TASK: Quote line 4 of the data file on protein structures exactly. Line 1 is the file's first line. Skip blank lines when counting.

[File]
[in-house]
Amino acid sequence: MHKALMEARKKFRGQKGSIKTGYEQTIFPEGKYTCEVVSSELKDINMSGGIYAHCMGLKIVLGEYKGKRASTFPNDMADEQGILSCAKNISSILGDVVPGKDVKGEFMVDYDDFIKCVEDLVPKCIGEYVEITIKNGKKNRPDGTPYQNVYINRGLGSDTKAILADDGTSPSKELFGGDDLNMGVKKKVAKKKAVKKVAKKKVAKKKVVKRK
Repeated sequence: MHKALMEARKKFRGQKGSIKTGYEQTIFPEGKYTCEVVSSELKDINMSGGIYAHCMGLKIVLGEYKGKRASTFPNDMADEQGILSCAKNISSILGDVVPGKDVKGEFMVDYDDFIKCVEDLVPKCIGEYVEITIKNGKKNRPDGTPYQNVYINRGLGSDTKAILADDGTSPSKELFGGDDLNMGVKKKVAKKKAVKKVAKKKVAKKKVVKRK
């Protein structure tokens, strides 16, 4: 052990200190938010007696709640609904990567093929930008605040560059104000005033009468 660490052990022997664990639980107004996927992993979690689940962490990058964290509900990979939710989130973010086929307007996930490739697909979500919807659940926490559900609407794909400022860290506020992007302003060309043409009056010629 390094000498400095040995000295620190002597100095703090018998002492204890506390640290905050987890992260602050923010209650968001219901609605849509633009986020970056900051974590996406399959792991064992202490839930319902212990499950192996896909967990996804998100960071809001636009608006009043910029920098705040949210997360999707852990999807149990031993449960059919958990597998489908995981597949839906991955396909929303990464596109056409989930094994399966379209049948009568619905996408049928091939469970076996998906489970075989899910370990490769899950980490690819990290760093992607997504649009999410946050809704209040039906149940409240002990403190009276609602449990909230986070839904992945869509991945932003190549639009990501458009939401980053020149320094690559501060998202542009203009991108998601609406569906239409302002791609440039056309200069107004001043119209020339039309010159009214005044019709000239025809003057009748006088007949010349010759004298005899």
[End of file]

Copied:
């Protein structure tokens, strides 16, 4: 052990200190938010007696709640609904990567093929930008605040560059104000005033009468 660490052990022997664990639980107004996927992993979690689940962490990058964290509900990979939710989130973010086929307007996930490739697909979500919807659940926490559900609407794909400022860290506020992007302003060309043409009056010629 390094000498400095040995000295620190002597100095703090018998002492204890506390640290905050987890992260602050923010209650968001219901609605849509633009986020970056900051974590996406399959792991064992202490839930319902212990499950192996896909967990996804998100960071809001636009608006009043910029920098705040949210997360999707852990999807149990031993449960059919958990597998489908995981597949839906991955396909929303990464596109056409989930094994399966379209049948009568619905996408049928091939469970076996998906489970075989899910370990490769899950980490690819990290760093992607997504649009999410946050809704209040039906149940409240002990403190009276609602449990909230986070839904992945869509991945932003190549639009990501458009939401980053020149320094690559501060998202542009203009991108998601609406569906239409302002791609440039056309200069107004001043119209020339039309010159009214005044019709000239025809003057009748006088007949010349010759004298005899």